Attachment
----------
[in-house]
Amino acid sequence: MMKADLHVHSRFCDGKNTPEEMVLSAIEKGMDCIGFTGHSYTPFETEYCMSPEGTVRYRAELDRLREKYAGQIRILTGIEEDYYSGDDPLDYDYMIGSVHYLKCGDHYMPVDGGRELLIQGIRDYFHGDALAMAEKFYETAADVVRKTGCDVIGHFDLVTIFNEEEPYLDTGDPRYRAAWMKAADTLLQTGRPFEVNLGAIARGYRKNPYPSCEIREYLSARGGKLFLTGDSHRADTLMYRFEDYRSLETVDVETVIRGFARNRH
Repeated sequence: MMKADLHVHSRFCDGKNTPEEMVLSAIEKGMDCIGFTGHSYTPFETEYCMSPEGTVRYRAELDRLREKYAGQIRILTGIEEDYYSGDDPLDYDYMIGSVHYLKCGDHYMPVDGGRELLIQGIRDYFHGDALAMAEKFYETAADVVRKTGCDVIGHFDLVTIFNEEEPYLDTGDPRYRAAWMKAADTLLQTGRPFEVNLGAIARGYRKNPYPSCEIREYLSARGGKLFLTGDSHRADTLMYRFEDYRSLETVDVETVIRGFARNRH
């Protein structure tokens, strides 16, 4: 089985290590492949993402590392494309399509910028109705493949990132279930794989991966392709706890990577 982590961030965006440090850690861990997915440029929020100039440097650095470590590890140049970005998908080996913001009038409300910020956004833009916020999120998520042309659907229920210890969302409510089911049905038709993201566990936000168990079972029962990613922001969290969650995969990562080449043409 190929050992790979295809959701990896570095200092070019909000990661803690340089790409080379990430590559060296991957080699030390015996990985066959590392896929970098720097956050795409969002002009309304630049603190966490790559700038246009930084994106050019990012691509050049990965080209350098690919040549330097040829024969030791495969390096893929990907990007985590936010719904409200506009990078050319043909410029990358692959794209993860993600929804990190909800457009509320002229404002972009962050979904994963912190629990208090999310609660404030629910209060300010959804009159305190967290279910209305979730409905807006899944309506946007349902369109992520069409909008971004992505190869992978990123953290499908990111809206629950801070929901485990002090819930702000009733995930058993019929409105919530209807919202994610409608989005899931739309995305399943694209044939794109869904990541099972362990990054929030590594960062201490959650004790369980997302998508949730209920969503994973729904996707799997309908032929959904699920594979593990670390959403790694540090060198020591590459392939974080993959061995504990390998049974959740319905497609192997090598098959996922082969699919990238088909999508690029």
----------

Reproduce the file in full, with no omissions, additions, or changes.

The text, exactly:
[in-house]
Amino acid sequence: MMKADLHVHSRFCDGKNTPEEMVLSAIEKGMDCIGFTGHSYTPFETEYCMSPEGTVRYRAELDRLREKYAGQIRILTGIEEDYYSGDDPLDYDYMIGSVHYLKCGDHYMPVDGGRELLIQGIRDYFHGDALAMAEKFYETAADVVRKTGCDVIGHFDLVTIFNEEEPYLDTGDPRYRAAWMKAADTLLQTGRPFEVNLGAIARGYRKNPYPSCEIREYLSARGGKLFLTGDSHRADTLMYRFEDYRSLETVDVETVIRGFARNRH
Repeated sequence: MMKADLHVHSRFCDGKNTPEEMVLSAIEKGMDCIGFTGHSYTPFETEYCMSPEGTVRYRAELDRLREKYAGQIRILTGIEEDYYSGDDPLDYDYMIGSVHYLKCGDHYMPVDGGRELLIQGIRDYFHGDALAMAEKFYETAADVVRKTGCDVIGHFDLVTIFNEEEPYLDTGDPRYRAAWMKAADTLLQTGRPFEVNLGAIARGYRKNPYPSCEIREYLSARGGKLFLTGDSHRADTLMYRFEDYRSLETVDVETVIRGFARNRH
């Protein structure tokens, strides 16, 4: 089985290590492949993402590392494309399509910028109705493949990132279930794989991966392709706890990577 982590961030965006440090850690861990997915440029929020100039440097650095470590590890140049970005998908080996913001009038409300910020956004833009916020999120998520042309659907229920210890969302409510089911049905038709993201566990936000168990079972029962990613922001969290969650995969990562080449043409 190929050992790979295809959701990896570095200092070019909000990661803690340089790409080379990430590559060296991957080699030390015996990985066959590392896929970098720097956050795409969002002009309304630049603190966490790559700038246009930084994106050019990012691509050049990965080209350098690919040549330097040829024969030791495969390096893929990907990007985590936010719904409200506009990078050319043909410029990358692959794209993860993600929804990190909800457009509320002229404002972009962050979904994963912190629990208090999310609660404030629910209060300010959804009159305190967290279910209305979730409905807006899944309506946007349902369109992520069409909008971004992505190869992978990123953290499908990111809206629950801070929901485990002090819930702000009733995930058993019929409105919530209807919202994610409608989005899931739309995305399943694209044939794109869904990541099972362990990054929030590594960062201490959650004790369980997302998508949730209920969503994973729904996707799997309908032929959904699920594979593990670390959403790694540090060198020591590459392939974080993959061995504990390998049974959740319905497609192997090598098959996922082969699919990238088909999508690029």